“In the future connectivity is going to become more and more important, Handlon opines. “Buyers should look for a spectrum analyzer with a LAN port, and most of the new modern analyzers do have them.”

Agilent’s PSA Series spectrum analyzers include a wide array of connectivity features to measure, archive and analyze measurement results. Intuilink software allows the user to capture data and screen display from within Microsoft Word and Excel. Optional Benchlink Web Remote software allows the instruments to be controlled remotely by a PC from anywhere in the world through a Web browser.

The high-performance PSA series is just one of Agilent’s spectrum analyzer offerings. The company also markets an ESA-L series for basic performance, an ESA-E series for midrange performance and an 8650 EC series for super midrange performance.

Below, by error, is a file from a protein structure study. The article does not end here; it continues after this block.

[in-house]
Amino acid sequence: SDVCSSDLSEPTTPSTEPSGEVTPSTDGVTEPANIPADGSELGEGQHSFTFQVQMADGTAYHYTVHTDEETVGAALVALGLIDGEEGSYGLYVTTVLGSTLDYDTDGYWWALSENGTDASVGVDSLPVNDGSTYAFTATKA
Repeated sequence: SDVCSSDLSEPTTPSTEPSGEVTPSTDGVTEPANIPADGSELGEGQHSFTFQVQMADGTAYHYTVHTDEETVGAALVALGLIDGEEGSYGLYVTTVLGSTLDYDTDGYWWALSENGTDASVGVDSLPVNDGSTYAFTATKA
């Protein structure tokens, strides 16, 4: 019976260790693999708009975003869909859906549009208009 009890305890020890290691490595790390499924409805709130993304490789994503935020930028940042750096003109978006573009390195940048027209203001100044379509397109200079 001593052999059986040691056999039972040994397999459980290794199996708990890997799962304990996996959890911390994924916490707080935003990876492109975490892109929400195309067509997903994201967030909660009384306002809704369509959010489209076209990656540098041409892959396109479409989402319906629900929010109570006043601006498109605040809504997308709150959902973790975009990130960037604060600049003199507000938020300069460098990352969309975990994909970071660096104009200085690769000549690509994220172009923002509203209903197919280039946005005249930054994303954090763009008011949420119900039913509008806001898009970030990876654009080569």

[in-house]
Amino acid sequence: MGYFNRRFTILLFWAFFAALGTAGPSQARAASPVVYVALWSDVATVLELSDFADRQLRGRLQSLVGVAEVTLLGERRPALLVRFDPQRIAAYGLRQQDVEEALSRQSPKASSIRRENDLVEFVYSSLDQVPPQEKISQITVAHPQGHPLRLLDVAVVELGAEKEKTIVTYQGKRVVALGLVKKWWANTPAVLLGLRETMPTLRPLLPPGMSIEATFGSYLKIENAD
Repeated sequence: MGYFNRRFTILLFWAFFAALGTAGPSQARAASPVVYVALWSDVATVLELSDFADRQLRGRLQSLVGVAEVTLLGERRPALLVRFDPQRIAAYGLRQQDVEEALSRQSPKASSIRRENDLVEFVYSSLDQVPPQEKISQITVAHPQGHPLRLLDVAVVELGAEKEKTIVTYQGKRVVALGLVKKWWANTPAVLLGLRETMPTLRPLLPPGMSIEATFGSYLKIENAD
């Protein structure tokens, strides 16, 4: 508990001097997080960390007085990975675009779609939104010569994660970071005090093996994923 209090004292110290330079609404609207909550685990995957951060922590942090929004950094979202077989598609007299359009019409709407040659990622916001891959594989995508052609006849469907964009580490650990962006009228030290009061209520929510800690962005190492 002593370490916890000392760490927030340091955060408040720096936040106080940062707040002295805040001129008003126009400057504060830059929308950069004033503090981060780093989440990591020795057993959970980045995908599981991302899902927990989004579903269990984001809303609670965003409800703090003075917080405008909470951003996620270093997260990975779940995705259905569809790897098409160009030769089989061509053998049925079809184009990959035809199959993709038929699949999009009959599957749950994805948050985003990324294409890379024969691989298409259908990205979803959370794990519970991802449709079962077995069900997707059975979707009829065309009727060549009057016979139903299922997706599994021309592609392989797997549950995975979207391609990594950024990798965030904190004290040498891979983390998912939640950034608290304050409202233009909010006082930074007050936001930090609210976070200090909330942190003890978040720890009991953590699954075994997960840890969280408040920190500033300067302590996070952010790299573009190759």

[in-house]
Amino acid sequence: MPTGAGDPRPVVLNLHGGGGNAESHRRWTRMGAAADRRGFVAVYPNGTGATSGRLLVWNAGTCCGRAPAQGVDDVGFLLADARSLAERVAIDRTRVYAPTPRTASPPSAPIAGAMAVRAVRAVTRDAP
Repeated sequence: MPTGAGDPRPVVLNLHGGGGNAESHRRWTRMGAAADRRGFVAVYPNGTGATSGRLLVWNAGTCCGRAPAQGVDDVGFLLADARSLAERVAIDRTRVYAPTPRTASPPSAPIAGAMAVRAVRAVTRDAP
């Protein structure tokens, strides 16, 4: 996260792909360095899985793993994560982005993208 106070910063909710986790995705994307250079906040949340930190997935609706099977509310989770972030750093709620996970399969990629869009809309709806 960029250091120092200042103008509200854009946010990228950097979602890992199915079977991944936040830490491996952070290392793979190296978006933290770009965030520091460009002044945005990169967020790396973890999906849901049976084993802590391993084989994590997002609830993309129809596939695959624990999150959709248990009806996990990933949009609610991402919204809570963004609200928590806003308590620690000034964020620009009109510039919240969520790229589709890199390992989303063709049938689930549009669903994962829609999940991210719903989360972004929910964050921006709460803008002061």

While portability is certainly key in the hectic healthcare environment, ease-of-use should also rank high on the biomeds’ spectrum analyzer wish list.

“When you look at the multitude of spectrum analyzers available you have to consider a practical solution that fits the need and technical expertise of the operator,” Kropuenske advises. “Certainly ease-of-use would be a high priority, as an engineering lab-grade analyzer could easily overwhelm a technician if he uses it only periodically.” And for better or worse, most biomeds’ lives are not centered on spectrum analyzers.

According to Handlon, Agilent excels at designing easy-to-use products. “The novice user can get as good a result as the expert user with our spectrum analyzers. This company understands that these guys want results. They won’t be enamored by all of the bells and whistles if the product is not easy to use.” Consequently, Agilent’s PSA Series incorporates a lot of one-button measurement tools. Peak search, for example, can be completed with a single keystroke.